After last week’s rocky debut episodes of Hawkeye, my expectations were tempered going into this one. I expected the story to continue to fall more and more into cliché and lose focus on what was working. But instead I am happy to say this episode completely subverted my expectations. Here we are treated to a full episode of Clint and Kate action with fun, heart, and further plot developments.
The episode starts off in a pre-title flashback sequence that skims the history of our new antagonist, Maya. We see her grow up and integrate her disability into her life, only to have her life changed forever by a fateful encounter with Ronin. We then cut back to the present where our heroes must escape the clutches of Maya and the Track Suit Mafia. What follows is an energetic, action packed middle half before our story slows down again to let our characters breathe and end on another tense cliffhanger.
A lot happens in this episode of Hawkeye and it’s compelling from beginning to end because of one major factor: it keeps the focus on its best aspects. The best moments in the first two episodes were Kate and Clint working together being heroes, and aside from the opening sequence that’s all this episode is. No Bishop family drama to sidetrack us, just Hawkeye and Kate being a team.
The main event here is hands down the car chase. It feels lifted straight out of the comic and is legitimately fun. Clint and Kate quip back and forth organically and a bag of trick arrows makes for an entertaining time. This whole scene put a smile on my face and showed what this series can be when it fully commits to its source material.
On the dramatic side of things, Clint’s moments really shine. Renner does a solid job here at balancing both the levity and hardened edge of his character. He starts warming up to Kate and quipping more, while at the same time dealing with the consequences of his past. We also get further exploration of how his hearing loss affects his life. Multiple times throughout the episode of Hawkeye the sound fades out to trap us in his experience, and one scene in particular captures the stress this causes when interacting with his family.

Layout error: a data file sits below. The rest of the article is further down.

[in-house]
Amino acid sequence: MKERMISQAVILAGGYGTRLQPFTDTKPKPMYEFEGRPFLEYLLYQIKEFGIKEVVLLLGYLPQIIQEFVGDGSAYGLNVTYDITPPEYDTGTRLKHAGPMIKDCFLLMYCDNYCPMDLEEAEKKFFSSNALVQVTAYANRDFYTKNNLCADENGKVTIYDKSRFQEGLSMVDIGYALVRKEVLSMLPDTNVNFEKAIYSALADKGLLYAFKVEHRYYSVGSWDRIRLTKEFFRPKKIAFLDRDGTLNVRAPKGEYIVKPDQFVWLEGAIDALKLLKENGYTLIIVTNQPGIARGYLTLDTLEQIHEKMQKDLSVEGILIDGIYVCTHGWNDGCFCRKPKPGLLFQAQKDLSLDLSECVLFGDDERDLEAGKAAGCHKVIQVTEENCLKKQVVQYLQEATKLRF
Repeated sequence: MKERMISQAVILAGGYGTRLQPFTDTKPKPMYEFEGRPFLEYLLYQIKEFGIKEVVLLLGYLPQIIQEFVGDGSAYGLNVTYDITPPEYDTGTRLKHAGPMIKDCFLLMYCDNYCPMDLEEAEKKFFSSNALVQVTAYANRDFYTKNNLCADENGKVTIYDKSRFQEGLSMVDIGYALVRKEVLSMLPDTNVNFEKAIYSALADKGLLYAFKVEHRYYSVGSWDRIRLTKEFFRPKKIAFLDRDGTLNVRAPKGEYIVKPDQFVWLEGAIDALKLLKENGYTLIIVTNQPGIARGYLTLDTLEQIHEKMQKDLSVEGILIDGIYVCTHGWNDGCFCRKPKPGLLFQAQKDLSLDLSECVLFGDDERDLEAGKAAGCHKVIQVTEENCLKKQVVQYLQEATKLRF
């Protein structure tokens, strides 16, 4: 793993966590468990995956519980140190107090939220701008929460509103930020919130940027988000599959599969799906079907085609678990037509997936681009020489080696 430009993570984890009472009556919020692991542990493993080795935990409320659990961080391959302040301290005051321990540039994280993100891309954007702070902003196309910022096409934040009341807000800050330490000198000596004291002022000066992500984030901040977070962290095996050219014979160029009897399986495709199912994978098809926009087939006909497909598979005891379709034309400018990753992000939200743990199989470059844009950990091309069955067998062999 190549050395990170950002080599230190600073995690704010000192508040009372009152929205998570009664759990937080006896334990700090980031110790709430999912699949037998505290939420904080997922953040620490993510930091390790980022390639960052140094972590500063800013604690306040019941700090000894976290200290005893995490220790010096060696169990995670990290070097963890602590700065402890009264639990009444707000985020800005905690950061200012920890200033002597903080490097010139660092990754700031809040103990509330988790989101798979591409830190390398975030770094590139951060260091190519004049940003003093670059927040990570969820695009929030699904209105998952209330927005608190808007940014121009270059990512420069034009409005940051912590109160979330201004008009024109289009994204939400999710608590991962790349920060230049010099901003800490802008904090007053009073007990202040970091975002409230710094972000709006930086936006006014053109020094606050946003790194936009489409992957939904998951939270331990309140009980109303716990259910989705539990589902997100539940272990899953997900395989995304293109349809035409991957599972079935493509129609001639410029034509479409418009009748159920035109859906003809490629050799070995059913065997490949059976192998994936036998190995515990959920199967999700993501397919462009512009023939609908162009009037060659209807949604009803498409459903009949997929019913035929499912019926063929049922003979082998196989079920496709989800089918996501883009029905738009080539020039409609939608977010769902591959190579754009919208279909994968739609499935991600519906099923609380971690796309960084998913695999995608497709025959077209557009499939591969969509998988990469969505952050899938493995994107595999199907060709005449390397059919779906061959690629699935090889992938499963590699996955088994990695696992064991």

The technical side of the episode is the only real let down. On the one hand the car chase sequence uses a cool camera setup to keep the audience in the car with our heroes, but on the other the green screen backgrounds are incredibly distracting. The editing also feels off at times too resulting in some rather jumpy cuts that are noticeable. Another sequence in a diner feels like the actors aren’t even in the same room. The execution here is definitely lacking but the story and action kept me engaged enough it didn’t detract too much my overall experience.
By keeping its focus on the show’s best aspects, episode three of Hawkeye delivers a pleasant surprise. It puts the strongest portions of the show’s action and drama together for a memorable experience. Though distracting on the technical side, this episode shows promise for the latter half of the series.
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